If you really want to know how a scanner is performing, talk to the technologist. That’s exactly what ImagingBiz did in order to find out how Parkview Medical Center in Pueblo, Colo., is making out with the Hitachi Oasis Open High-Field 1.2T system it installed in its 350-bed main hospital two and a half years ago. Angelo Valdez, a Parkview radiologic technologist for 16 years, took our questions.
Q. What put you in the market for a new MR system three years ago?
Valdez: We already had a 1.5T closed-bore scanner, but our MR volume was just increasing to the point where we needed a second magnet in the hospital. The room adjacent to the 1.5 was vacant. It used to house a CT scanner, and it had been sitting there unused for about five years. So we needed a new MR and, with the demographics here in Pueblo, we wanted an open system, mainly because we serve a population that has a high proportion of patients who would be considered bariatric.
Q. Did you look at a number of different systems?
Valdez: We did. We actually considered a handful of them, but we only did site reviews on the Hitachi and [one other]. Our senior leadership had decided that open was going to be the only way we needed to go. They did not want to look at any other wide bores or ovals or any other configuration.
Q. How did you come to settle on the open high-field 1.2T Oasis?
Valdez: Several of us went to California and did an on-site visit at a radiology practice that had the Oasis installed and was very knowledgeable. Our group included a Parkview radiologist, the director of our department and the VP in charge of our area.
For me, the operating platform was one of the big decision points. I really liked the operating platform on the Oasis. The other thing was the coil selection that Hitachi had. There were more options for bigger patients, and some of the other coils were less confining, which is important for claustrophobic patients. Plus I liked the table itself. It was more user-friendly for getting patients on and off the table than anything else we had seen.
Q. After 2½ years of use, what do you like best about the Oasis?
Valdez: It’s still the operating platform, the software. It allows us to very easily manipulate pictures and jump from screen to screen, and it’s gotten even easier since we’ve had upgrades. It seems like Hitachi has worked on it constantly to make it better.
Q. Has your department been happy with the interoperability between the Oasis and your PACS?
Valdez: I don’t deal directly with that, but I know that we haven’t had any major problems. And from our end, the technologists’ end, things like getting the right IP address so that we can just start sending—all of that has been really easy. And actually our PACS is a GE product, and there have been no problems despite the different vendors.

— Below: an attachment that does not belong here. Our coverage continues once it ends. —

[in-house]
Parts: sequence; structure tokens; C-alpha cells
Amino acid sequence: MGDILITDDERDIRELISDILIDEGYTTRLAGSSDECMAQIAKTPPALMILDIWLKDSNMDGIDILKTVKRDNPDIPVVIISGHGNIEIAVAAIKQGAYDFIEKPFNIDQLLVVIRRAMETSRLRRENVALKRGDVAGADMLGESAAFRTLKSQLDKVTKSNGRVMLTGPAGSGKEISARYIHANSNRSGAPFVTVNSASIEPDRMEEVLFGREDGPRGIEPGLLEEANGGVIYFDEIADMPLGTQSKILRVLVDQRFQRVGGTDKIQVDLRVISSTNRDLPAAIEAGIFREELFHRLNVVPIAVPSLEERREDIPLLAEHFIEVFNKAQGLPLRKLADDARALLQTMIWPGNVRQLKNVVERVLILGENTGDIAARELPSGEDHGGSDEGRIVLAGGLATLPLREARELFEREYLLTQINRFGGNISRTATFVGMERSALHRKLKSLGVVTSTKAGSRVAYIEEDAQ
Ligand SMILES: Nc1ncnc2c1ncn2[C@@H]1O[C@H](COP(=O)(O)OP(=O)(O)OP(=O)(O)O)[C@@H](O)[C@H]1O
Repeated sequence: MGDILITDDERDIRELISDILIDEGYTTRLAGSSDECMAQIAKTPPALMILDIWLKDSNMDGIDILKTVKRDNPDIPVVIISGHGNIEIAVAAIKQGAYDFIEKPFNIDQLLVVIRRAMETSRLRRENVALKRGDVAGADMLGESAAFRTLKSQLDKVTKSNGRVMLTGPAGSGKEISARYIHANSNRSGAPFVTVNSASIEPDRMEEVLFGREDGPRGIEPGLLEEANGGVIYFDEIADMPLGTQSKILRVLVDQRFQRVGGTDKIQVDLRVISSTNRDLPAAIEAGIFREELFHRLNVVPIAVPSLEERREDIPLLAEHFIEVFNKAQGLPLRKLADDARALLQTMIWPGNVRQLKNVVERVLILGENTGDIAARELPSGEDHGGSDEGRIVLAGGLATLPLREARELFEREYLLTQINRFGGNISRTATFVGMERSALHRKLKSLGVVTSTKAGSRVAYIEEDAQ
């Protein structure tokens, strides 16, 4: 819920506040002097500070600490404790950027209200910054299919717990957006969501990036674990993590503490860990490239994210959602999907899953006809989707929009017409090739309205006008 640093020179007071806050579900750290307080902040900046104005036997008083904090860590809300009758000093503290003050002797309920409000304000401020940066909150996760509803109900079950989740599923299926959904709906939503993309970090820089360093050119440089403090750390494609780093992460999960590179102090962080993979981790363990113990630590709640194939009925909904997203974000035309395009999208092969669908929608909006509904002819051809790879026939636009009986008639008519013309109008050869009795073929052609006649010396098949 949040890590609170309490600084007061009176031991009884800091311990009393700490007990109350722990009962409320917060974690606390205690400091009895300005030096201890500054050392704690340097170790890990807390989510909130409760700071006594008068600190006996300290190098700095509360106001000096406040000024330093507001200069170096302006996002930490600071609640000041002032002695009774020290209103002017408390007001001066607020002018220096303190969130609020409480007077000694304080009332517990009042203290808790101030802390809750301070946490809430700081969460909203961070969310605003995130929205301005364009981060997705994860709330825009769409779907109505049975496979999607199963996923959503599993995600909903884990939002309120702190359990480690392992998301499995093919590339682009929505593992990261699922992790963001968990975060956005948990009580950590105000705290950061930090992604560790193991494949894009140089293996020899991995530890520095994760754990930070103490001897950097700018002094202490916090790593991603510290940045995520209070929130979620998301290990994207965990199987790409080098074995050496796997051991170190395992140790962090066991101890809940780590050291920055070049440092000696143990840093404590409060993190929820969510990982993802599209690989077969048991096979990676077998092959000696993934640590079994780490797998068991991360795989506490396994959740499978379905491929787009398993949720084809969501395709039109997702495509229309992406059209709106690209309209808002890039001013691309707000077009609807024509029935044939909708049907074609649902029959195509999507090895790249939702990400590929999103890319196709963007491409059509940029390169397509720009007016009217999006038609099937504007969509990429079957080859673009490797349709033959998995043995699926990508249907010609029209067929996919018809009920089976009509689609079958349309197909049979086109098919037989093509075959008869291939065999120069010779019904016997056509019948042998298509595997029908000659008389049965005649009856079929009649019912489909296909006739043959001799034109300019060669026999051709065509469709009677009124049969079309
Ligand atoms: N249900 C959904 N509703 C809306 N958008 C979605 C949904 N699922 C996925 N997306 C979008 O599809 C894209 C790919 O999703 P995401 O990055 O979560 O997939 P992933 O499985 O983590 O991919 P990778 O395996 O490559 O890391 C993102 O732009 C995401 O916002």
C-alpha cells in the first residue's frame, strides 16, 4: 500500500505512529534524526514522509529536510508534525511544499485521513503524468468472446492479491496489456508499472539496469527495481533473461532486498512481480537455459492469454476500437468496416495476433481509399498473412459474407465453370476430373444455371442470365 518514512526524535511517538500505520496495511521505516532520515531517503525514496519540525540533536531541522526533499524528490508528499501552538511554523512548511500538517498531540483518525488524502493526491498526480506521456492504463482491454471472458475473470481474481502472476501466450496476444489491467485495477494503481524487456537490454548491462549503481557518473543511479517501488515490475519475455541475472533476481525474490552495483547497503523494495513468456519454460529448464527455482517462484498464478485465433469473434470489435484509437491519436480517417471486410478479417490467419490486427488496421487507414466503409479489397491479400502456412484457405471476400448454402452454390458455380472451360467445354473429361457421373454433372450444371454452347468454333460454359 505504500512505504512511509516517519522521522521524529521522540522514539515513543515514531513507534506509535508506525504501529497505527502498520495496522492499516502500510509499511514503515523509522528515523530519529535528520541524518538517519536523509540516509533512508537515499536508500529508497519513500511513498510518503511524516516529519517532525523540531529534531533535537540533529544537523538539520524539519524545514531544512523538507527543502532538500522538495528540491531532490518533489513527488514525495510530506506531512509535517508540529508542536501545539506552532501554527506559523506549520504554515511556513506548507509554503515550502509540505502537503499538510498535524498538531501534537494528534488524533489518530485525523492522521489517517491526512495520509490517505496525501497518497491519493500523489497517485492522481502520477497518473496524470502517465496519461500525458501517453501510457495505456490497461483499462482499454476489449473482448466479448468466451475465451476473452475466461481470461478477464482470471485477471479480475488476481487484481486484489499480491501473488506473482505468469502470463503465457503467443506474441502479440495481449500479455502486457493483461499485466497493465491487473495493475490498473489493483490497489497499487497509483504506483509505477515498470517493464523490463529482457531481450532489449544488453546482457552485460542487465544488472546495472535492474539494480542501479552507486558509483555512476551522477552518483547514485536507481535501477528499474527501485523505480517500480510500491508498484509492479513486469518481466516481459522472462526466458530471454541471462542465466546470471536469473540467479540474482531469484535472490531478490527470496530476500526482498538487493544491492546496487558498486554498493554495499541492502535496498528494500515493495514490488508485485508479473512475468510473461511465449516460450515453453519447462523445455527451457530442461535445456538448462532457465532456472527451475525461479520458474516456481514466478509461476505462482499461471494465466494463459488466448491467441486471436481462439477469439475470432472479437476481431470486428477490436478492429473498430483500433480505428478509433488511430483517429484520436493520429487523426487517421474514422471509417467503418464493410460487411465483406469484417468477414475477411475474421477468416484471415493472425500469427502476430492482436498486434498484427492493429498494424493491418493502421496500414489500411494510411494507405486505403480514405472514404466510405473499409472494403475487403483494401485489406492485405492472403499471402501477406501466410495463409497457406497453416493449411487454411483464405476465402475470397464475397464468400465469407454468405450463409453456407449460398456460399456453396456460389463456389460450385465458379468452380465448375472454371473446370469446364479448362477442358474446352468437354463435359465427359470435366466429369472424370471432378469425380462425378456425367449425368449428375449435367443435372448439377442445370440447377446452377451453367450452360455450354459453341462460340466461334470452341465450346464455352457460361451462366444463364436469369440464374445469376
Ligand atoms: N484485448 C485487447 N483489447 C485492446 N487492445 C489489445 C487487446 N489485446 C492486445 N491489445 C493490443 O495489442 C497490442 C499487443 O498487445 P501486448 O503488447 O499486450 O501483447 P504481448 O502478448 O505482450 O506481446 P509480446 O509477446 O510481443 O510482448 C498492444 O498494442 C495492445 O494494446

Q. What have you noticed about volume and patient satisfaction?
Valdez: During my shift, a day shift, about 90% of our volume on this machine is outpatient. And I know we’re not losing many patients to other choices because I’m always maxed out on this machine. Patients are always requesting it. They are really not going anywhere else. They really will wait for it.
One thing that’s amazing about that is, we have done zero marketing. No social media, nothing. It’s just word of mouth, and we’re running through this machine 15 to 18 patients per day.
Our closed scanner has a higher rate of refusal, due mainly to claustrophobia. We’ve had a high rate of patients who just did not fit in the closed bore. Back before we got the open, we averaged probably one a day unable to fit in the closed bore magnet. That’s quite significant.
Q. How wide an area do your referring physicians span?
Valdez: We’re getting patients from 100 miles or more away in multiple directions. We’ve partnered with quite a few outlying hospitals and clinics, and we have doctors referring to us from all of Southern Colorado, Northern New Mexico and we even get some from the western plains of Kansas.
Q. Have you been measuring patient satisfaction?
Valdez: We don’t really have them fill out surveys as far as on the machines, just on how well they were treated and that kind of thing. But we have had patients who were scanned on the open MRI and requested that every time they need to come back, they be scanned on that machine again.
There are certain tests like a knee or a foot that we do on the closed magnet, and the rest of the patient’s body is still entirely outside of it.